“Cashless policy is good because it enhances economic activities, it also speeds up the process of business transaction.”
Ogunyemi said it is true that less than the 50 percent of the Nigerian population is banked.
“It is also true that most bank customers are concentrated in the country’s urban centres. These two problems are not new in any Third World countries. It takes time before the banking population will increase significantly enough to make the whole country benefit from the advantages of a cashless policy.
“So, as the country’s population increases in literacy and internet connectivity and usage, you can be sure that the cashless policy too will take a corresponding level of acceptability and usage. Rome wasn’t built in a day.”
A banker, Mr Samuel Oyedele said he foresees upsurge in the percentage of fake currency in circulation which he currently puts at 20%.
He attributed the scarcity of foreign exchange in the country to the drop in oil price, which is Nigeria’s major foreign exchange earner.
He said the scarce foreign exchange coupled with the inefficient cashless policy may spell economic doom for the country unless the federal government, through the CBN, do the needful.
Oyedele explained that the outbreak of the coronavirus pandemic which dealt a terrible blow to the world’s economy caused the price of crude oil to fall and reduction in demand by major world economic giants thereby leaving Nigeria with less foreign exchange earnings.
He went further to explain that since other non-oil sector foreign exchange earner in the country has no significant impact, this triggered the scarcity of foreign exchange thereby leaving manufacturers to scramble for the little available.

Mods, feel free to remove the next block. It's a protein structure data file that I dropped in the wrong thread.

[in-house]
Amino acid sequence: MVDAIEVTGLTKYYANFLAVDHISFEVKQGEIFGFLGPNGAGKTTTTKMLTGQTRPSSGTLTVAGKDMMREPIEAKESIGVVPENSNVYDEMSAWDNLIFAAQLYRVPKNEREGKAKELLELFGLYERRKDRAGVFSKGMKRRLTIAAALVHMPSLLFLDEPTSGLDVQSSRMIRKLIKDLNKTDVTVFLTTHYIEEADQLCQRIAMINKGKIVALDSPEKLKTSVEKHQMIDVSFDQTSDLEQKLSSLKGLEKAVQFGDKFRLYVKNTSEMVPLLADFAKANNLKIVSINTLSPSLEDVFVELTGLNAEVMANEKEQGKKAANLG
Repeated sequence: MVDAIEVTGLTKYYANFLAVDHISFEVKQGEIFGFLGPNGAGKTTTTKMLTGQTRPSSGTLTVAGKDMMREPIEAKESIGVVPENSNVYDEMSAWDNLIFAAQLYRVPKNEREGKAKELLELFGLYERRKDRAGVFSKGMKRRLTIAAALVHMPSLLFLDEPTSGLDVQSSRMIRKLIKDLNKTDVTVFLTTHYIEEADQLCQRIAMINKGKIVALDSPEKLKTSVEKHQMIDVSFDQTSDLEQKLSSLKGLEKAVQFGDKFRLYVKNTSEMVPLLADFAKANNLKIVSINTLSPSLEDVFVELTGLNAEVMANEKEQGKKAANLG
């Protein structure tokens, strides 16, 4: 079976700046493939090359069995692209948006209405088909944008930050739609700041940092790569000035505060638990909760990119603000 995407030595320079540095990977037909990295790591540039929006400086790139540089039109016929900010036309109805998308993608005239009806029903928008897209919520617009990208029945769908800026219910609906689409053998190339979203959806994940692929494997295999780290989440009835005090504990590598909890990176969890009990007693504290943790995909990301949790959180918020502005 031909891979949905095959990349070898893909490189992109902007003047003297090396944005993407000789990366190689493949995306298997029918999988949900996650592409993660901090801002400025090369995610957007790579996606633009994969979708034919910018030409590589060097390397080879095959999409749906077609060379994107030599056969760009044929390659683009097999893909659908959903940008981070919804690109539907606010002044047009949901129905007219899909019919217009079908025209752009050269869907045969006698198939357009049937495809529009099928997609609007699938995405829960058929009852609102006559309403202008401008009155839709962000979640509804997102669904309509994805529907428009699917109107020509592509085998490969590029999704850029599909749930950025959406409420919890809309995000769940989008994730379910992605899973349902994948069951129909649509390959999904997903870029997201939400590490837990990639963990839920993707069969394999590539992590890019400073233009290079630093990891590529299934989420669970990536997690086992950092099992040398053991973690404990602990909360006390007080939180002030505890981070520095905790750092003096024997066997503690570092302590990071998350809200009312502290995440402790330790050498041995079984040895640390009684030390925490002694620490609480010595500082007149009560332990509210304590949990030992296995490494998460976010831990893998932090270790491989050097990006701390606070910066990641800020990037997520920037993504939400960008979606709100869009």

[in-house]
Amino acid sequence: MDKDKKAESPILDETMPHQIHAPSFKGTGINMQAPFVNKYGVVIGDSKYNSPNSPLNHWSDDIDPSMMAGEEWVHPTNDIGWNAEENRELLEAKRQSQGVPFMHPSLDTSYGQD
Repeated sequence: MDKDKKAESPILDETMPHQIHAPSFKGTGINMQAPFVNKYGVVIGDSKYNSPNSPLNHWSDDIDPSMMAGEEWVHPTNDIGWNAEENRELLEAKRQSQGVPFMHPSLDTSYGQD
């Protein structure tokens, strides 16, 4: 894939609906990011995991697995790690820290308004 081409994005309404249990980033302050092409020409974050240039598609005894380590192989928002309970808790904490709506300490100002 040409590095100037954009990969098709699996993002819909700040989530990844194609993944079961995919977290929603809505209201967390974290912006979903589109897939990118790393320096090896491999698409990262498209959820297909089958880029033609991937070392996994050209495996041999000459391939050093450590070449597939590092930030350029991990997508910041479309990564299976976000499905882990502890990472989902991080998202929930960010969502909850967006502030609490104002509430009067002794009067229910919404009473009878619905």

Dr Ahmad Hassan who is a management consultant said the many loopholes in the cashless policy in the country may give room for fake currency to thrive.
He however called on the CBN to be alive to its duty by stabilising the foreign exchange rate and the economy.
Equally he suggested that food production, through heavy investment in the agricultural sector must be given high premium to serve local consumption and export.
However, a financial expert, Mr. Rotimi Ogunleye commended the CBN for the cashless policy which he said remains the best tool to curb corruption.
“If a country wants to curb corruption or fake currency in the circulation, it must reduce access of people to unnecessary cash.
“Two important institutions are very key to commerce; financial institution which is part of money market structure and the security. The moment there is fake currency in the economy it means the bank is failing in its responsibilities as well as the security agencies.
“With the introduction of BVN and national identification number linking with the mobile number, it would be easier to capture any transaction and track down any fraudulent person. So we must tighten our economy in such way that every transaction is captured to get value in our economic index, he added.”